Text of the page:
Understanding the Montessori Math Curriculum

Math is all around us and, for a young child, words like “more, less, not enough, and share” are part of daily life.  Math is also inherently abstract.  It is a language of precision that takes years to master, but at its core are the basic foundations all children need to learn: counting, numeral identification, and basic mathematical operations. Let’s take a look at the Montessori math curriculum for the primary class and see how we do it.

A Tactile Experience

Montessori math materials create a tactile experience for the child. Manipulatives allow the child to use their sense of touch to grasp mathematical concepts of quantity. Materials are generally made of wood and are painted pleasing colors, when necessary. They have weight to them, which helps small hands and muscles understand that 1 is less than 10 and 1000 is more than 100. Smooth wooden rods and heavy cubes work to ensure that the child develops a concrete understanding of quantity.

Some materials are made of glass. These shiny, glass beads appeal to the tiny fingers that will count them precisely and handle them carefully. From the youngest to the oldest child, the colorful glass beads hold their appeal through the years. Younger children use them for simple counting lessons: single units, teen numerals, and tens to one hundred.  Older children have lessons on skip counting, addition, subtraction, and even square numbers and cubed numbers; all with the same shiny beads!

Quantity and Numeration

The numeral “5” represents a quantity of five units. Children learn that “1” means a single unit, “2” means two units, “3” means three, etc. There are several materials in the Montessori math curriculum that are used for practicing matching a quantity to its numeral. Children memorize the numerals in order, identify them randomly, and understand concepts like “zero.” Some examples include:

  • Spindle box – introduces the concept of “zero” as one box remains empty while the others are filled
  • Number rods – the length of the wooden rods progress from the smallest rod (10cm long) to the longest rod (1m) and are marked in colored sections from one to ten
  • Cards and Counters – small items are counted out and matched to numerals indicated on a card

Introduction to the Decimal System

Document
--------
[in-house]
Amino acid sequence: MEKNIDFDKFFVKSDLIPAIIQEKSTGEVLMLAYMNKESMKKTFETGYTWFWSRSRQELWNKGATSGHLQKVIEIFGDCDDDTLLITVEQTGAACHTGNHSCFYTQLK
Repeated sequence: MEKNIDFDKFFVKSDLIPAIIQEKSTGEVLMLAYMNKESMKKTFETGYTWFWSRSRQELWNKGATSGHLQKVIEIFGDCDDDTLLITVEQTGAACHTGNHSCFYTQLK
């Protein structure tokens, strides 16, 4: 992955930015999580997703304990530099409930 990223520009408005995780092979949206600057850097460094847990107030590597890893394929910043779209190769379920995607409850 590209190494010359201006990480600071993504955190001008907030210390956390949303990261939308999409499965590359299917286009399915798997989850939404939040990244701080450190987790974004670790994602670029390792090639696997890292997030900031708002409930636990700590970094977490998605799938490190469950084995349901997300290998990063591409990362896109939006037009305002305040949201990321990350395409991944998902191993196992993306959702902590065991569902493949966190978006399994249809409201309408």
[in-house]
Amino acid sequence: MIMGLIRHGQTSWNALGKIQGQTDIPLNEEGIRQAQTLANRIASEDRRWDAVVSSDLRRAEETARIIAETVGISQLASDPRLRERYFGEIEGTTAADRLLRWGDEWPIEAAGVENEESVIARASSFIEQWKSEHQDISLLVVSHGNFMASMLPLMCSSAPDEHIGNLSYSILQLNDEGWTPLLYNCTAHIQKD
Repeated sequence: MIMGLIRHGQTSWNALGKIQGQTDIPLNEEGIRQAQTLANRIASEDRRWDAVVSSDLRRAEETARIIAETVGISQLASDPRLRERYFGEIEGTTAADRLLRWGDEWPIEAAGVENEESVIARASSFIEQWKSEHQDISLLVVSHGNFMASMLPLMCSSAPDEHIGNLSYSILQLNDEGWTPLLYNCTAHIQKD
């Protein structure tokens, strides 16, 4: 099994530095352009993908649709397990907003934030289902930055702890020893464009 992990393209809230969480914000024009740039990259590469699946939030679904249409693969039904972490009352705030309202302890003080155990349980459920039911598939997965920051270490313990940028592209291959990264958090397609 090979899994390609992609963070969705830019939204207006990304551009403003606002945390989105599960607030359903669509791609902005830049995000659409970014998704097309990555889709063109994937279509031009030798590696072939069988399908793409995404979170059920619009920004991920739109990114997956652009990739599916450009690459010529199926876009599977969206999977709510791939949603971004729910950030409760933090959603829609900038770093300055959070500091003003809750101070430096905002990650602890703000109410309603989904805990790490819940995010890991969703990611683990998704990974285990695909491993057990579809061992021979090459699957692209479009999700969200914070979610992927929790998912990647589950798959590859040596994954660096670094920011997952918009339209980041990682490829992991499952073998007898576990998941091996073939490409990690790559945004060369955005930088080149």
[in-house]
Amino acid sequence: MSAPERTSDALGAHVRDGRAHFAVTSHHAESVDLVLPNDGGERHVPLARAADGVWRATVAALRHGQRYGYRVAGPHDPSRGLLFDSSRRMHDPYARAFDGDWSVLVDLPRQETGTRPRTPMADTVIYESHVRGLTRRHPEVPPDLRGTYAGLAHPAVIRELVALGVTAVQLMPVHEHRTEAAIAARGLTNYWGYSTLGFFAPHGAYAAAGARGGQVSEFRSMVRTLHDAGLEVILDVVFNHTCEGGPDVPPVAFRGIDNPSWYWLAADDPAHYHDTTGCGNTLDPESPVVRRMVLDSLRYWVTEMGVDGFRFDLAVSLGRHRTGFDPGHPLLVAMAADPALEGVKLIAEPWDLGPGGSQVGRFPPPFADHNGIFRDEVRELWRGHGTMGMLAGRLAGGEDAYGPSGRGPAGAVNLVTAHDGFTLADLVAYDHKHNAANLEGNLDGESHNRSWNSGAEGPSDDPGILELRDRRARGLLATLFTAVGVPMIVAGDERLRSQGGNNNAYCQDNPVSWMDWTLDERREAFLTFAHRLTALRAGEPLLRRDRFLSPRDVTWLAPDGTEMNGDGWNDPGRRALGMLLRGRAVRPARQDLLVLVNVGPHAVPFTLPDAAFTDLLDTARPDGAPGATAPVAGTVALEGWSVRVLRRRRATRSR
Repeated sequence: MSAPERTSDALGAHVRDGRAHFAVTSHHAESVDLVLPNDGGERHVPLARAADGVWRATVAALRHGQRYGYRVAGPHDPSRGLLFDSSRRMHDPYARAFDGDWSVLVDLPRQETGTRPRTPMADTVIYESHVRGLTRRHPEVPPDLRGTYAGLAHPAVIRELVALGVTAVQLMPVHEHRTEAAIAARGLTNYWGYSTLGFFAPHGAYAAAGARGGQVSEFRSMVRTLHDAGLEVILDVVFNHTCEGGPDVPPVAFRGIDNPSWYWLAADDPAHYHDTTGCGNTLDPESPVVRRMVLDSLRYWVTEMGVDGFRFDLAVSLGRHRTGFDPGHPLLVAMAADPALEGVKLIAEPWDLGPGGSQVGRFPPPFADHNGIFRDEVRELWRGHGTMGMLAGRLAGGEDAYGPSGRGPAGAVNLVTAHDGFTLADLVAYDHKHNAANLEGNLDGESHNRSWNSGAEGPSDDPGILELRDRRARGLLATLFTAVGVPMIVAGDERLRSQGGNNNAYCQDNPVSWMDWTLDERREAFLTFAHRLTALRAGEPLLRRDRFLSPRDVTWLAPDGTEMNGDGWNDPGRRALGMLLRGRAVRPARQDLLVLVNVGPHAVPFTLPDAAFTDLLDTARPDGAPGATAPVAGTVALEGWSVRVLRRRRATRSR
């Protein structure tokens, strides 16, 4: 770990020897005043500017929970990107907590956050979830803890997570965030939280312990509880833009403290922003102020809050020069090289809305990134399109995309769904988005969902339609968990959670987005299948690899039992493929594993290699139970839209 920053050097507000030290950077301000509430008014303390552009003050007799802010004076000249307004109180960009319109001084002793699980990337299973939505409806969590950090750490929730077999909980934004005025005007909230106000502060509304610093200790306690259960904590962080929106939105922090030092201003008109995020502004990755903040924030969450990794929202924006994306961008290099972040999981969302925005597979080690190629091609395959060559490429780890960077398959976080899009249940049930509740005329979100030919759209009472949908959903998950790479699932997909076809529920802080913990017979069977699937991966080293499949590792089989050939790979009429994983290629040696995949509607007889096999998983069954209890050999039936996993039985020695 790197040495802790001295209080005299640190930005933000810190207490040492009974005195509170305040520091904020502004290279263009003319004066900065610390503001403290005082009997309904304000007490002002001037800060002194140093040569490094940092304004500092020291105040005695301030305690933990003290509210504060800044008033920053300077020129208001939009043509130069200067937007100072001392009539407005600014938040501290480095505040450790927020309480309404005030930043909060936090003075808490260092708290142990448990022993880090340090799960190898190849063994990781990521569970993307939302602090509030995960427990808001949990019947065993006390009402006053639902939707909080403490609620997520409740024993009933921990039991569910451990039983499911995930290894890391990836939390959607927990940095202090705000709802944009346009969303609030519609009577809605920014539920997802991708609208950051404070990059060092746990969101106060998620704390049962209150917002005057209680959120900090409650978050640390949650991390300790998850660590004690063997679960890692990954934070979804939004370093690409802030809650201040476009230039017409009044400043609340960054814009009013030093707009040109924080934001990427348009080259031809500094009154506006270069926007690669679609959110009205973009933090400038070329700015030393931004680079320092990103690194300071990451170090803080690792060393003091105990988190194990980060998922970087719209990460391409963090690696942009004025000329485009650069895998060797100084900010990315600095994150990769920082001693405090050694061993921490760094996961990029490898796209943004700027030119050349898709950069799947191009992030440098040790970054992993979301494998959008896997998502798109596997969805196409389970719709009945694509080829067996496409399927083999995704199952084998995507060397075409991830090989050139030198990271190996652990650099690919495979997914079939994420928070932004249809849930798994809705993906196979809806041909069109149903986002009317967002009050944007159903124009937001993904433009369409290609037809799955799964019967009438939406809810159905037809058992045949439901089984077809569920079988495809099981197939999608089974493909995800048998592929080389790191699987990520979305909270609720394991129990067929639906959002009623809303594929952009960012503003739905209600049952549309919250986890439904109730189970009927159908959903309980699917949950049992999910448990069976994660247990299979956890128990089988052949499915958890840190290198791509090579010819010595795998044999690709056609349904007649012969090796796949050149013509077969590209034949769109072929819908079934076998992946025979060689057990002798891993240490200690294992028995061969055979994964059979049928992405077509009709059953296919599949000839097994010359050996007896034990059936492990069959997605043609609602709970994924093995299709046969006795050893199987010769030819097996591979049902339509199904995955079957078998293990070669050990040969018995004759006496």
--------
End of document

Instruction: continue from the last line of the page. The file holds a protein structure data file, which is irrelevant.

The Golden Beads are the primary Montessori math material used to introduce a child to the decimal system. Glass “unit beads” and “ten bars” are paired with wooden “hundred squares” and “thousand cubes” to create a hands-on learning experience that teaches place value up to 9, 999. 

The Golden Beads are a flexible set of materials that are used for multiple lessons, which include:

  • Introduction to the decimal system – naming each place value and comparing the quantity of each part (units, tens, hundreds, thousands)
  • The 45-Layout – setting up quantities from 1 unit to 9 units, then 10 to 90, 100 to 900, and 1,000 to 9,000. Numeral cards for each are matched with the quantity, represented by the Golden Beads. The name “45-layout” refers to the 45 unit beads, 45 ten bars, 45 hundred squares, and 45 thousand cubes that are required to complete the activity.
  • Introduction to mathematical operations – addition, subtraction, multiplication, and division are all introduced with the Golden Beads
Complete! The 45-Layout takes time and concentration.

Mathematical Operations

Over the course of their three years in the Montessori classroom, a child is introduced to the four mathematical operations in a variety of ways and with a variety of materials. Because the Montessori math curriculum moves from concrete to abstract, the understanding of math operations develops over time.  Children physically add, subtract, multiply, and divide with manipulatives, before moving on to memorizing math facts.

The Golden Beads (large manipulatives) and Stamp Game (smaller manipulatives) are used for computing numbers up to 9,999. Small beads, strip boards, and finger charts are used to encourage memorization of math facts and to introduce concepts like the commutative property (3 + 4 = 4 + 3 or 6 x 7 = 7 x 6). 

Additional Math Lessons for Kindergarten

Here at Children’s House, we maintain mixed-age classrooms. This means that any child who is ready to receive a new, more advanced math lesson, will have the opportunity to do so. This applies to any of the materials listed above. It is not uncommon for an older child to work alongside a younger classmate, showing what they know. Teaching a friend to do a new lesson is a reinforcement of the lesson itself.

There are, however, a few exceptions. We reserve some of the more abstract concepts for the kindergarten year. These lessons are taught in small groups with individual practice to follow:

  • Time – introduction to the clock and telling time to the hour and half-hour
  • Money – identifying the different coins and bills and learning their value and practice counting money
  • Measurement – learning how to use a ruler and tape measure to measure inches and feet
  • Temperature – understanding the thermometer and how to track the weather 
  • Calendar – learning the days of the week, months of the year, and seasons in order

The Montessori math materials provide years of hands-on learning for the Montessori child. After three years in the classroom, most children will have a solid foundation of quantity, place value, and the mathematical operations. They are ready to move on to elementary and the wider world of math!

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